As well as offering some debate on whether this catalyst should be a challenger bank, the report also points out that Manchester is already home to five homegrown ecommerce unicorns which include Boohoo, Misguided, and AO.com.
The creation of so many ecommerce unicorns – putting the city on a par with the Netherland’s capital Amsterdam – proves Manchester does already have a lot of the infrastructure needed to build a large tech-based company.
So, what’s stopping a fintech start-up from joining the city’s ecommerce unicorn club?
Of the 109 fintech firms in Manchester, 40% are established firms like Greensill and Klarna, while 36% are start-ups and scale-ups – the remainder being tech firms.
This works out to be 39 start-ups and scale-ups employing roughly 985 people. The report suggests that whilst scale-ups have all the tools they need for success, start-ups need more access to funding.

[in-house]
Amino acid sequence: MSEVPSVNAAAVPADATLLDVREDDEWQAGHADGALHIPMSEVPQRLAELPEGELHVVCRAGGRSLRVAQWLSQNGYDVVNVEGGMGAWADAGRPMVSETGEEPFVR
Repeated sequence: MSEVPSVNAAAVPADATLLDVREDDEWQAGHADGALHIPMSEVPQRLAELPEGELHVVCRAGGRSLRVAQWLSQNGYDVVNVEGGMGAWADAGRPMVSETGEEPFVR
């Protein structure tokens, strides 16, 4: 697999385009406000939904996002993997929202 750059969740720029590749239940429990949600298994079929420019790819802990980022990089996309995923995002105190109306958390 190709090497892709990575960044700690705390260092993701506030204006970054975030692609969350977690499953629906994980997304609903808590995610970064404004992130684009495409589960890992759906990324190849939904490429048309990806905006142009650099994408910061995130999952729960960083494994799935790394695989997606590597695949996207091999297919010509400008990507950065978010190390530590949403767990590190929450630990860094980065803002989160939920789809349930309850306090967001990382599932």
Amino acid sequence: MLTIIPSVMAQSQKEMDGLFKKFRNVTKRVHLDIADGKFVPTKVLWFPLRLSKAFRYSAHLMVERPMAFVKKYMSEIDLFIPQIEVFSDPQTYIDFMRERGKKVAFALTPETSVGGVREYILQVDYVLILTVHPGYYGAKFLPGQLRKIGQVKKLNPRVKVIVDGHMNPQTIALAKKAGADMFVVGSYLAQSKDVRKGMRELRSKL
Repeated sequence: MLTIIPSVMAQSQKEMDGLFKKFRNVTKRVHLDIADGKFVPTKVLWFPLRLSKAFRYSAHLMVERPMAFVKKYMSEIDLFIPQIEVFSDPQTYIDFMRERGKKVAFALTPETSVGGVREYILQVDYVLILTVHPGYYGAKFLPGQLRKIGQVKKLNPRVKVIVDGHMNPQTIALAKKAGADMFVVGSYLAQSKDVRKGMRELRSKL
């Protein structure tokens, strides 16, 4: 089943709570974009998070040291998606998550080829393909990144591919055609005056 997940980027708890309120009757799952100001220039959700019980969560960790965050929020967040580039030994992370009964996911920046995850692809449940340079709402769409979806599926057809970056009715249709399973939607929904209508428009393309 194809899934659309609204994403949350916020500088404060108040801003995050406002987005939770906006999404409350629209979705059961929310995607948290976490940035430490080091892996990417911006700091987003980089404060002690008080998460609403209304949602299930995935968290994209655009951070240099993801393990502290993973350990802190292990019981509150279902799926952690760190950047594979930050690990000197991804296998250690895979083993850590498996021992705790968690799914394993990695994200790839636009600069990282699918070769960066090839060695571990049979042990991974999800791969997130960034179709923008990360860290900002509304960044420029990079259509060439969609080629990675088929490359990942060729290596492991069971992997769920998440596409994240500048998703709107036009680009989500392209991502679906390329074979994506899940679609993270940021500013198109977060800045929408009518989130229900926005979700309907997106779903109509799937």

Whitecap Consulting puts this shortage down, in part, to “a reluctance of investors to provide funding into sectors they are not familiar with.”
The report doesn’t go into any further detail on what these sectors are, but elsewhere it does highlight the city’s strengths within fintech.
“We are strong in the payments area, cyber security, ethical hacking and data protection,” says Praetura’s corporate development director Damian McGann.
“There are opportunities to create mini hubs out of these sub-sectors.”
If a start-up is to secure unicorn status in Manchester, perhaps it will take the shape of one of these “mini” “sub-sectors”, rather than the form of more obvious fintech sectors such as challenger banks.